Thursday, November 25, 2010

Thanksgiving, Senator McConnell

Dear Senator McConnell:

I purposely omitted “Happy” from the title because I am sticking to my honesty campaign and, the truth is, Thanksgiving is not the happiest day of the year for me. I do, however, have much to be thankful for I just rehash those things every day except the one day assigned. I’m rebellious that way; never loved anyone more because it was Valentine’s Day, or dreaded winter any more or less because of something a groundhog did or did not see.

Thanksgiving will always live under the cloud of having been the day my father was diagnosed with cancer and, consequently, the day my happy world changed. I had known disappointments before then, even had some complications in my life at the time, but nothing (so far) compares to the devastation I felt that day (although December 13, 2000 was a close second). I knew my father would not survive because his eyes died that Thanksgiving Day, resembling the heartbreaking, lost forever look in the eyes of many fighters returning from war. I hope you have met a few so you will understand what I’m talking about.

I’m writing this while my pumpkin cake cooks, and I’ll go through the motions tomorrow, preparing the rest of the meal, smiling and playing games with the family, and allowing myself one day of the year to be defiantly thankful even though I know it is irrational to begrudge a day for causing me sorrow. I’ll post this tonight but expect you and your staff to be out tomorrow. When that occurred to me, I wondered who you will think of most on your day off – the unemployed who wish they didn’t have another day off, the people fighting the wars you started, or maybe the people who are stuck in hospitals receiving cancer diagnoses and hoping you heard Wendell Potter’s confession about destroying Michael Moore’s movie SICKO and creating the fake grassroots group that purposely destroyed our ability to have an honest debate about health care reform.

If you let me know which library is most convenient for you, I’ll have them hold Mr. Potter’s book, Deadly Spin, for you. Maybe, you will be thankful for the opportunity to denounce your Party for stealing the truth from the public, and for the opportunity to apologize for your continuance of that deception, and most of all the opportunity to call press conferences, appear on talk shows, and speak with newspaper reporters to set the record straight. If timing ever worked this well for me, I would be extremely grateful.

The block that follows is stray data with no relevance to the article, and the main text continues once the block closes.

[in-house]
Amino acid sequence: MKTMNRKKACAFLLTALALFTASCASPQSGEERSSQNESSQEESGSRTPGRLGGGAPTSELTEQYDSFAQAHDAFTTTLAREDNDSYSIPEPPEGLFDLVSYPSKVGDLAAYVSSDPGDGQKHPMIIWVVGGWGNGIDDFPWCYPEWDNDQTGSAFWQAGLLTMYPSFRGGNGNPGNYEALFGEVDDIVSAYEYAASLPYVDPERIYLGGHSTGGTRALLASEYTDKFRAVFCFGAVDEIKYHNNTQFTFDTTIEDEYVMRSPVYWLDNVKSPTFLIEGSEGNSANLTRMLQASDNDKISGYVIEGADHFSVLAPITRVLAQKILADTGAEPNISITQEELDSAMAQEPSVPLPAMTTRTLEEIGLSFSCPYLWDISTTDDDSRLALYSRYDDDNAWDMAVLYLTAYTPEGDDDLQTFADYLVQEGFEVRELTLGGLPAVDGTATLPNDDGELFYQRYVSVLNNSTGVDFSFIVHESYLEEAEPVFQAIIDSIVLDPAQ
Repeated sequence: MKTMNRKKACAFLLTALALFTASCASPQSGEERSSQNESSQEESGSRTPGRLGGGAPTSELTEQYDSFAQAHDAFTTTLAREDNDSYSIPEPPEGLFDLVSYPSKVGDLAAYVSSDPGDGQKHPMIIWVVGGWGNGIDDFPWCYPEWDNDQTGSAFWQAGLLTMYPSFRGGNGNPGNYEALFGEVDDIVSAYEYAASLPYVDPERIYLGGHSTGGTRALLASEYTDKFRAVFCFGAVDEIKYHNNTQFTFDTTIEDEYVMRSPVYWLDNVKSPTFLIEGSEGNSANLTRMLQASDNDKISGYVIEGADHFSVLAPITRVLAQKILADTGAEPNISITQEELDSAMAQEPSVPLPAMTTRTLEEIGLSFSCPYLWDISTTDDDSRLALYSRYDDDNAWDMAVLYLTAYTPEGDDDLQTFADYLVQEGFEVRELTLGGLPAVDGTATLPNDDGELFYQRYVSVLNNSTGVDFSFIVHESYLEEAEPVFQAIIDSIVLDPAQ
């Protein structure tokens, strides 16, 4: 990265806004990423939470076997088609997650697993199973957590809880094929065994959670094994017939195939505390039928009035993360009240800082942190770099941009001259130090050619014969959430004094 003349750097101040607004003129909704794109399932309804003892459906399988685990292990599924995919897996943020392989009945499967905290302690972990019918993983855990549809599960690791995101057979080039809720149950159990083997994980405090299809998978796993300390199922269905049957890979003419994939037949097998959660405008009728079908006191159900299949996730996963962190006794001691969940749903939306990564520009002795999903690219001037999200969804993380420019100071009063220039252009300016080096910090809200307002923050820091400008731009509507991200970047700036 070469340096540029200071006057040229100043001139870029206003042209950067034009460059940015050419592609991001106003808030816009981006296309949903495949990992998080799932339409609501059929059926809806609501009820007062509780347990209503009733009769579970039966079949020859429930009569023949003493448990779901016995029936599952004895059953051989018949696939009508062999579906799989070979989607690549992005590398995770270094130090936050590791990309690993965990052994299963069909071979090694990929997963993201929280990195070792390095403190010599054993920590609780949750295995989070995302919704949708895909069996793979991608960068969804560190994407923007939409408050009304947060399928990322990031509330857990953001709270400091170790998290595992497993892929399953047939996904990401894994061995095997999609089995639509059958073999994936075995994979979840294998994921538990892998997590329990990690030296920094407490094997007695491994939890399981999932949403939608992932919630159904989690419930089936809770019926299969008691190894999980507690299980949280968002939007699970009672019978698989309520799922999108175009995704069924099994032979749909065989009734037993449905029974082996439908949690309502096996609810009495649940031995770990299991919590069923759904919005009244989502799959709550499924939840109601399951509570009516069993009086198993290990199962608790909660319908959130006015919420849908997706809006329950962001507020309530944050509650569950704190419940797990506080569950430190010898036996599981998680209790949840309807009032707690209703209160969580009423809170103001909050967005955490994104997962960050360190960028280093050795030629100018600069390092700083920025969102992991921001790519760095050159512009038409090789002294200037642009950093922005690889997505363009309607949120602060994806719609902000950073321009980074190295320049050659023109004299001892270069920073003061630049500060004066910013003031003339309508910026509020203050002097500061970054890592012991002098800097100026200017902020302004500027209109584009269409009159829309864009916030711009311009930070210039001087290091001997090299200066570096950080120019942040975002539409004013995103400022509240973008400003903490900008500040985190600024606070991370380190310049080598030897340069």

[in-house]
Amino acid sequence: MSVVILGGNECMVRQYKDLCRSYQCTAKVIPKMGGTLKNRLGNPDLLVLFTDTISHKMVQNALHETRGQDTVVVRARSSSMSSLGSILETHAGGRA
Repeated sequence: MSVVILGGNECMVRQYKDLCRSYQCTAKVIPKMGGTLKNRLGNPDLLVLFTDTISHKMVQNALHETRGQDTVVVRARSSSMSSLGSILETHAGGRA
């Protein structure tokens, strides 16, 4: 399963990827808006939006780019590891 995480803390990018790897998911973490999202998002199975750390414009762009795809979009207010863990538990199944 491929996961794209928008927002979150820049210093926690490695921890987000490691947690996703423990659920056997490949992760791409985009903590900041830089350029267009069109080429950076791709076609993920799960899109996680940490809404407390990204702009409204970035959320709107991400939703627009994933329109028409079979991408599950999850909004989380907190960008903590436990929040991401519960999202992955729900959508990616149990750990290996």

As I watched my father die, and as I contemplated my own mortality a couple of times, I realized some of the things that I am most grateful for (364 days a year). One of those is that money really does not matter in the big picture. Sure, it’s nice to be able to afford effective pain management when terminal, or when politicians have decided that tax breaks for the wealthiest 2% are more important than universal health care, or even affordable medications, but money cannot buy peace of mind, a clear conscience, a second chance to make things right, or respect.

I guess, on Friday, I will be grateful to you for reminding me how grateful I am that my father spent his life giving to others, harming no one, playing fair, lifting everyone he met, and honestly making this a better world just by being himself. If given the opportunity to choose a perfect life, I would have to say that I have had it because I was raised by an honest, loving man. Maybe he set the standards too high, and that's why I expect so much more than I get from you.

Today, I ask you to consider history and legacy. Your name will appear in the history books, possibly as one of the people instrumental in bringing down the Unites States of America. I’m not sure that even our enemies will consider you a hero for that; I think it will be an ugly page that no one should truly want to see their name on. If it all falls apart tomorrow, or even if things continue as they are headed, I believe this is how you will be remembered. No amount of money, or power, or Texas textbooks will change that. The truth lives in all of us, and it will live for generations after you are gone. My grandchildren will carry their knowledge and disdain for you the same as they carry love and respect for the great grandfather they never met, as will many others.

You have time, Senator McConnell, to make things right and to change that legacy. In one day, you could stand before the public and clean things up. You could correct the lies your party spread about health care reform, and be honest about what a mistake it would be to borrow money to help the top 2% move more jobs overseas while the middle class dies. You could admit the accomplishments President Obama has made and vow to help him improve on those to make up for your obstructionism this past year. And you could surely influence Senator Kyle regarding START and become a hero for making the world a safer place.

I will be thankful if you do.



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